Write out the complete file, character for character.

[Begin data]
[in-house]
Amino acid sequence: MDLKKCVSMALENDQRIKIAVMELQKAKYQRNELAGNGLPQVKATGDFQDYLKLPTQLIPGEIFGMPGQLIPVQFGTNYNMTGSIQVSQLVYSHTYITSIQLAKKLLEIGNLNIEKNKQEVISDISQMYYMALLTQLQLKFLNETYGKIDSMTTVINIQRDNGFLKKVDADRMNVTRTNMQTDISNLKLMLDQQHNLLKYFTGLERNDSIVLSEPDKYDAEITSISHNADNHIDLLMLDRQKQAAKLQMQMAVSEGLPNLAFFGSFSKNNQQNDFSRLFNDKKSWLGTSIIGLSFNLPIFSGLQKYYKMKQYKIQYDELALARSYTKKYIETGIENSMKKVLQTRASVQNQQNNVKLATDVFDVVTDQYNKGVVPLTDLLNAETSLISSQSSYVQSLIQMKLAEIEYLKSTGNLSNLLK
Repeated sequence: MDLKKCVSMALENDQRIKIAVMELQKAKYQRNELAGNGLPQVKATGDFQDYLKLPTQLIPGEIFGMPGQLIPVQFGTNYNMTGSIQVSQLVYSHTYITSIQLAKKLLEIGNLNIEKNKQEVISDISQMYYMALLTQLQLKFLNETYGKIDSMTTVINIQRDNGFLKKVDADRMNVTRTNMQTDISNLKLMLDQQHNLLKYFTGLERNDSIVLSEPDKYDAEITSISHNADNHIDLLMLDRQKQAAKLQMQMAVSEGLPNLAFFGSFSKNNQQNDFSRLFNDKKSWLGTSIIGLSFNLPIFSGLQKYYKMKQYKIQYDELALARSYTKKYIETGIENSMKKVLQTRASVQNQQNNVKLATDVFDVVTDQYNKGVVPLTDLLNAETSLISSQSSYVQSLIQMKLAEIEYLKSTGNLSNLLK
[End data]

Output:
[in-house]
Amino acid sequence: MDLKKCVSMALENDQRIKIAVMELQKAKYQRNELAGNGLPQVKATGDFQDYLKLPTQLIPGEIFGMPGQLIPVQFGTNYNMTGSIQVSQLVYSHTYITSIQLAKKLLEIGNLNIEKNKQEVISDISQMYYMALLTQLQLKFLNETYGKIDSMTTVINIQRDNGFLKKVDADRMNVTRTNMQTDISNLKLMLDQQHNLLKYFTGLERNDSIVLSEPDKYDAEITSISHNADNHIDLLMLDRQKQAAKLQMQMAVSEGLPNLAFFGSFSKNNQQNDFSRLFNDKKSWLGTSIIGLSFNLPIFSGLQKYYKMKQYKIQYDELALARSYTKKYIETGIENSMKKVLQTRASVQNQQNNVKLATDVFDVVTDQYNKGVVPLTDLLNAETSLISSQSSYVQSLIQMKLAEIEYLKSTGNLSNLLK
Repeated sequence: MDLKKCVSMALENDQRIKIAVMELQKAKYQRNELAGNGLPQVKATGDFQDYLKLPTQLIPGEIFGMPGQLIPVQFGTNYNMTGSIQVSQLVYSHTYITSIQLAKKLLEIGNLNIEKNKQEVISDISQMYYMALLTQLQLKFLNETYGKIDSMTTVINIQRDNGFLKKVDADRMNVTRTNMQTDISNLKLMLDQQHNLLKYFTGLERNDSIVLSEPDKYDAEITSISHNADNHIDLLMLDRQKQAAKLQMQMAVSEGLPNLAFFGSFSKNNQQNDFSRLFNDKKSWLGTSIIGLSFNLPIFSGLQKYYKMKQYKIQYDELALARSYTKKYIETGIENSMKKVLQTRASVQNQQNNVKLATDVFDVVTDQYNKGVVPLTDLLNAETSLISSQSSYVQSLIQMKLAEIEYLKSTGNLSNLLK